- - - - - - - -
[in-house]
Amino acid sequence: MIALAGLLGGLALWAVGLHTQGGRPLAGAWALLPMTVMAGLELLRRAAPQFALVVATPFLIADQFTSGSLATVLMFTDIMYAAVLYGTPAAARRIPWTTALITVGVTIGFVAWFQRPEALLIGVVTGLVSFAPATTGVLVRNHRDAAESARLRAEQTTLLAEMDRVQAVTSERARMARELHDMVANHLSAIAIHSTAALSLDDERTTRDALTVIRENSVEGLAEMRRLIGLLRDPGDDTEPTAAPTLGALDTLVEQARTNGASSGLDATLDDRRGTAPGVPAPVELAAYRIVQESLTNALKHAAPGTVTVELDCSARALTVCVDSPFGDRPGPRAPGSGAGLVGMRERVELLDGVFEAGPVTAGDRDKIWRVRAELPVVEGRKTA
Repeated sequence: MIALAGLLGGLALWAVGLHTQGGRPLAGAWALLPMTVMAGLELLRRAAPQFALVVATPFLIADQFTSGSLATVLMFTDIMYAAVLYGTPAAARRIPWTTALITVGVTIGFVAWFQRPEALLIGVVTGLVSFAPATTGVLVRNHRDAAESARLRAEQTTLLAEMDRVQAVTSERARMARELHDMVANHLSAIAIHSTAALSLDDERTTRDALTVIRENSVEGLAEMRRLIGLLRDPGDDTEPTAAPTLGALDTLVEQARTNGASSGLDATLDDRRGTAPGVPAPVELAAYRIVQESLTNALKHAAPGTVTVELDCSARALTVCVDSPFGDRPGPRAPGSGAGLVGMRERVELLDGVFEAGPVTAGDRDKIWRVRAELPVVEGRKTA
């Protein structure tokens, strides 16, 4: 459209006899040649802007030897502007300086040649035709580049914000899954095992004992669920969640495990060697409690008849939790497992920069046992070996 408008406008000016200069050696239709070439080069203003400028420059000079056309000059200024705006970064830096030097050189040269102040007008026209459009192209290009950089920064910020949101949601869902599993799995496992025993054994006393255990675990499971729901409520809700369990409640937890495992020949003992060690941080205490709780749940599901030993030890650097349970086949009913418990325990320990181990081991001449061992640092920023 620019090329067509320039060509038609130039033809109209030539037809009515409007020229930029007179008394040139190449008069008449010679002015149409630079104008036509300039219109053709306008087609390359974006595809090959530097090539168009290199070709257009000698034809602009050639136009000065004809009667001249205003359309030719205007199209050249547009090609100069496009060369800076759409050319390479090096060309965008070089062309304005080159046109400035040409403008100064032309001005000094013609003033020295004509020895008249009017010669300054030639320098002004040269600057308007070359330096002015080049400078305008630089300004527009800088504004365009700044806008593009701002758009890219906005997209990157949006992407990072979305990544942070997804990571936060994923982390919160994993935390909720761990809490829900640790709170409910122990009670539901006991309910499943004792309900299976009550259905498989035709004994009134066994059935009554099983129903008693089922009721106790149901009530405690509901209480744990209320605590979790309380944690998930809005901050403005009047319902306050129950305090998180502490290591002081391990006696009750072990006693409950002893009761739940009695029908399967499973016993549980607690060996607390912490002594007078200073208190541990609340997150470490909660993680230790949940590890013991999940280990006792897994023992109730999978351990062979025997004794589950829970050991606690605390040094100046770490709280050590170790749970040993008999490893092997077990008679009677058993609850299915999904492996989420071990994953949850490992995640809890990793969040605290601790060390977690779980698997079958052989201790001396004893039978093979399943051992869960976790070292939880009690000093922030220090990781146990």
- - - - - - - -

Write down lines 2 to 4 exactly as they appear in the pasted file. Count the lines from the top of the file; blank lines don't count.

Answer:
Amino acid sequence: MIALAGLLGGLALWAVGLHTQGGRPLAGAWALLPMTVMAGLELLRRAAPQFALVVATPFLIADQFTSGSLATVLMFTDIMYAAVLYGTPAAARRIPWTTALITVGVTIGFVAWFQRPEALLIGVVTGLVSFAPATTGVLVRNHRDAAESARLRAEQTTLLAEMDRVQAVTSERARMARELHDMVANHLSAIAIHSTAALSLDDERTTRDALTVIRENSVEGLAEMRRLIGLLRDPGDDTEPTAAPTLGALDTLVEQARTNGASSGLDATLDDRRGTAPGVPAPVELAAYRIVQESLTNALKHAAPGTVTVELDCSARALTVCVDSPFGDRPGPRAPGSGAGLVGMRERVELLDGVFEAGPVTAGDRDKIWRVRAELPVVEGRKTA
Repeated sequence: MIALAGLLGGLALWAVGLHTQGGRPLAGAWALLPMTVMAGLELLRRAAPQFALVVATPFLIADQFTSGSLATVLMFTDIMYAAVLYGTPAAARRIPWTTALITVGVTIGFVAWFQRPEALLIGVVTGLVSFAPATTGVLVRNHRDAAESARLRAEQTTLLAEMDRVQAVTSERARMARELHDMVANHLSAIAIHSTAALSLDDERTTRDALTVIRENSVEGLAEMRRLIGLLRDPGDDTEPTAAPTLGALDTLVEQARTNGASSGLDATLDDRRGTAPGVPAPVELAAYRIVQESLTNALKHAAPGTVTVELDCSARALTVCVDSPFGDRPGPRAPGSGAGLVGMRERVELLDGVFEAGPVTAGDRDKIWRVRAELPVVEGRKTA
């Protein structure tokens, strides 16, 4: 459209006899040649802007030897502007300086040649035709580049914000899954095992004992669920969640495990060697409690008849939790497992920069046992070996 408008406008000016200069050696239709070439080069203003400028420059000079056309000059200024705006970064830096030097050189040269102040007008026209459009192209290009950089920064910020949101949601869902599993799995496992025993054994006393255990675990499971729901409520809700369990409640937890495992020949003992060690941080205490709780749940599901030993030890650097349970086949009913418990325990320990181990081991001449061992640092920023 620019090329067509320039060509038609130039033809109209030539037809009515409007020229930029007179008394040139190449008069008449010679002015149409630079104008036509300039219109053709306008087609390359974006595809090959530097090539168009290199070709257009000698034809602009050639136009000065004809009667001249205003359309030719205007199209050249547009090609100069496009060369800076759409050319390479090096060309965008070089062309304005080159046109400035040409403008100064032309001005000094013609003033020295004509020895008249009017010669300054030639320098002004040269600057308007070359330096002015080049400078305008630089300004527009800088504004365009700044806008593009701002758009890219906005997209990157949006992407990072979305990544942070997804990571936060994923982390919160994993935390909720761990809490829900640790709170409910122990009670539901006991309910499943004792309900299976009550259905498989035709004994009134066994059935009554099983129903008693089922009721106790149901009530405690509901209480744990209320605590979790309380944690998930809005901050403005009047319902306050129950305090998180502490290591002081391990006696009750072990006693409950002893009761739940009695029908399967499973016993549980607690060996607390912490002594007078200073208190541990609340997150470490909660993680230790949940590890013991999940280990006792897994023992109730999978351990062979025997004794589950829970050991606690605390040094100046770490709280050590170790749970040993008999490893092997077990008679009677058993609850299915999904492996989420071990994953949850490992995640809890990793969040605290601790060390977690779980698997079958052989201790001396004893039978093979399943051992869960976790070292939880009690000093922030220090990781146990």